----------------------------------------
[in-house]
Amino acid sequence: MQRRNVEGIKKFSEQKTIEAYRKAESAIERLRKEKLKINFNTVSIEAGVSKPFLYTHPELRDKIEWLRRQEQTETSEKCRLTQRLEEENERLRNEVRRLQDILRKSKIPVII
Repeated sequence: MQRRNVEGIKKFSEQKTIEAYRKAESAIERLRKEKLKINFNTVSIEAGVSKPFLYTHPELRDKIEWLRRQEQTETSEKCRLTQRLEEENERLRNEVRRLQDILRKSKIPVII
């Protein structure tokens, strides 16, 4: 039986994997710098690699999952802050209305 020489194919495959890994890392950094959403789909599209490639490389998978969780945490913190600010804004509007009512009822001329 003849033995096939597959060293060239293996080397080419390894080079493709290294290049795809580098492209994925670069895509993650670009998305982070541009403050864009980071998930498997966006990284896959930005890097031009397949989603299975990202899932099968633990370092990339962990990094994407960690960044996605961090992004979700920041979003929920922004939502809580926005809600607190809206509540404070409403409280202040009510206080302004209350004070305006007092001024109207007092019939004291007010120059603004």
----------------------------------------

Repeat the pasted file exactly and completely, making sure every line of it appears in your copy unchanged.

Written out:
[in-house]
Amino acid sequence: MQRRNVEGIKKFSEQKTIEAYRKAESAIERLRKEKLKINFNTVSIEAGVSKPFLYTHPELRDKIEWLRRQEQTETSEKCRLTQRLEEENERLRNEVRRLQDILRKSKIPVII
Repeated sequence: MQRRNVEGIKKFSEQKTIEAYRKAESAIERLRKEKLKINFNTVSIEAGVSKPFLYTHPELRDKIEWLRRQEQTETSEKCRLTQRLEEENERLRNEVRRLQDILRKSKIPVII
């Protein structure tokens, strides 16, 4: 039986994997710098690699999952802050209305 020489194919495959890994890392950094959403789909599209490639490389998978969780945490913190600010804004509007009512009822001329 003849033995096939597959060293060239293996080397080419390894080079493709290294290049795809580098492209994925670069895509993650670009998305982070541009403050864009980071998930498997966006990284896959930005890097031009397949989603299975990202899932099968633990370092990339962990990094994407960690960044996605961090992004979700920041979003929920922004939502809580926005809600607190809206509540404070409403409280202040009510206080302004209350004070305006007092001024109207007092019939004291007010120059603004």